As the family “numbers cruncher,” I tend to think in terms of totals rather than personal expenses as long as we stay within budget. But Tom, the more practical of the two of us, reminded me that, under so many unknowns, such a “frivolous expense” wasn’t necessary based on our current circumstances.

Sure, I grumbled a little under my breath, but overnight realized he was right. After watching the news this morning and reading yesterday’s speech by President Ramaphosa of South Africa, it’s conceivable we won’t get into South Africa for four months or more.
This red fruit caught my eye, although I was uncertain as to its identity.

As we mentioned, if the airport here in Mumbai reopens to outgoing international flights, we have some ideas about where we can go to stay, perhaps an island in the Indian Ocean, not too far from Africa. At the same time, we wait for South Africa to open its borders.

It would be a lot easier to live in a beach house overlooking the sea while we wait, as opposed to sitting in a hotel room for many more months to come. Then, of course, we’ll have the added expenses of flying to one of these islands, paying for a rental car and housing, and all the ancillary costs associated with such a location.

Lipstick bamboo.  Look at these colors!

We’re better off saving our funds for that trip than moving from one hotel room to another right now. I got over it. I’m fine. I can get sidetracked at times. Tom always steers me in the right direction.

This restaurant continues to add a few items from their regular menu, and tonight, I have salmon for the first time since we arrived here. This is quite a treat after eating two small chicken breasts every night for almost three weeks. 
Tonight, I’ll also pass on the paneer makhani and have a huge plate of steamed veggies. The chef came by and offered Tom Pasta Carbonara, which will be a nice change for him.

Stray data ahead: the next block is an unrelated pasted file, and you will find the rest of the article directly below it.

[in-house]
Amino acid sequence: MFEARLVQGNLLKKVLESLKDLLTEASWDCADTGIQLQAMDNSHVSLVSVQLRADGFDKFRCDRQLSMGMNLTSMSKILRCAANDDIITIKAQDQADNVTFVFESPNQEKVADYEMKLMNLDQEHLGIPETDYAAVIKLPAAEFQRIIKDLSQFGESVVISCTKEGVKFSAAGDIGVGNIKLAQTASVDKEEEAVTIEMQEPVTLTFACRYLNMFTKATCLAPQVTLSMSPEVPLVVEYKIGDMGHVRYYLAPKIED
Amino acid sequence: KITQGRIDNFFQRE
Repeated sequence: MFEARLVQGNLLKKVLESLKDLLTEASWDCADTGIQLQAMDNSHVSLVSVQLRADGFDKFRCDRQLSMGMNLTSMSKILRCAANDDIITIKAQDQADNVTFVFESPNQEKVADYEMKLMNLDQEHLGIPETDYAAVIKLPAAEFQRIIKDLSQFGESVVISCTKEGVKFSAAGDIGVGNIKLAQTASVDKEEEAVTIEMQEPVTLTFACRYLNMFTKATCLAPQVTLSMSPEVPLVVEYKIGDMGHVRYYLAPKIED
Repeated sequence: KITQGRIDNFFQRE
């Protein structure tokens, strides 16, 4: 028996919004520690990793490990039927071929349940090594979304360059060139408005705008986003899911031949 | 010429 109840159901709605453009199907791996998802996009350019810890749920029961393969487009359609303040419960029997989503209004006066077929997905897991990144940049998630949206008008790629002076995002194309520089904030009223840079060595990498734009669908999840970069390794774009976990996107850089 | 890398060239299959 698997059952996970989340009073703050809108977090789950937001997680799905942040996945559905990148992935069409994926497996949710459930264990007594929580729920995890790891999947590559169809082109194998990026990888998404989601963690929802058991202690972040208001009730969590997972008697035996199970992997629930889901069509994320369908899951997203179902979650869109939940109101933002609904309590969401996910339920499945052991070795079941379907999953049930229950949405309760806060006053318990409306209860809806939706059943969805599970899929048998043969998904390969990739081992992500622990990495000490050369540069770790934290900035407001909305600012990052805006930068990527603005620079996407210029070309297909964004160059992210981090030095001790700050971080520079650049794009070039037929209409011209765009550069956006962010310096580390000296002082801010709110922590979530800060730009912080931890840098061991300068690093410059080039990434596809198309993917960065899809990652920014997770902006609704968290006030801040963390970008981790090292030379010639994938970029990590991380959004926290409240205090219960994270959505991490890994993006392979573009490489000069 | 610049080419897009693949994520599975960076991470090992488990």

Shrimp plants are also known as Yellow Candles.

It’s funny how meals have become more important to us during this lockdown than ever in the past. By 4:00 pm each day, I start chomping at the bit, getting hungry and anxious to go to dinner at 7:00 pm. 

Boredom? Perhaps. I’ve read online that many are eating more during the lockdown. We aren’t eating more since we have no access to food other than the two meals a day, breakfast and dinner. But, we surely enjoy mealtimes which many of you may be experiencing now as well.

When we’re safe and have basic conveniences, it’s our thoughts that do a number on us. Keeping those in check, when possible, will help all of us get through these trying times.

Be safe. Be well.

Photo from one year ago today, April 11, 2019:

Tiny and a mongoose getting along. Mongooses don’t eat pellets, so no competition for food. For more photos, please click here.

How could we not share this live testament to life? Plus, new photos from a walk…


Albatross Live Nest Cam

Often times, the birds, hang out together, that may or may not be related. This could be the parents of the smaller bird from a previous season or the bird of another family.

As we’re certain that all of our readers are aware, we’ve spent considerable time observing the life cycle of the Laysan Albatross since we arrived in Kauai in January. The adult albatross build their nests in November and equally spend time sitting on their solitary egg.

We had no idea that these birds that we’d occasionally seen momentarily landing on our cruise ship or flying above our heads at sea would provide us with such a strong passion and interest in their life cycle and well being.

This chick is getting fatter each day. It can survive for many days when the parents head out to sea for food, utilizing its own fat stores for water and fuel.

For our readers with little interest in birds, we hope we haven’t bored you with our frequent posting as to their progress. It wasn’t too long ago that we developed a keen interest in birds which has escalated as we observed the albatross.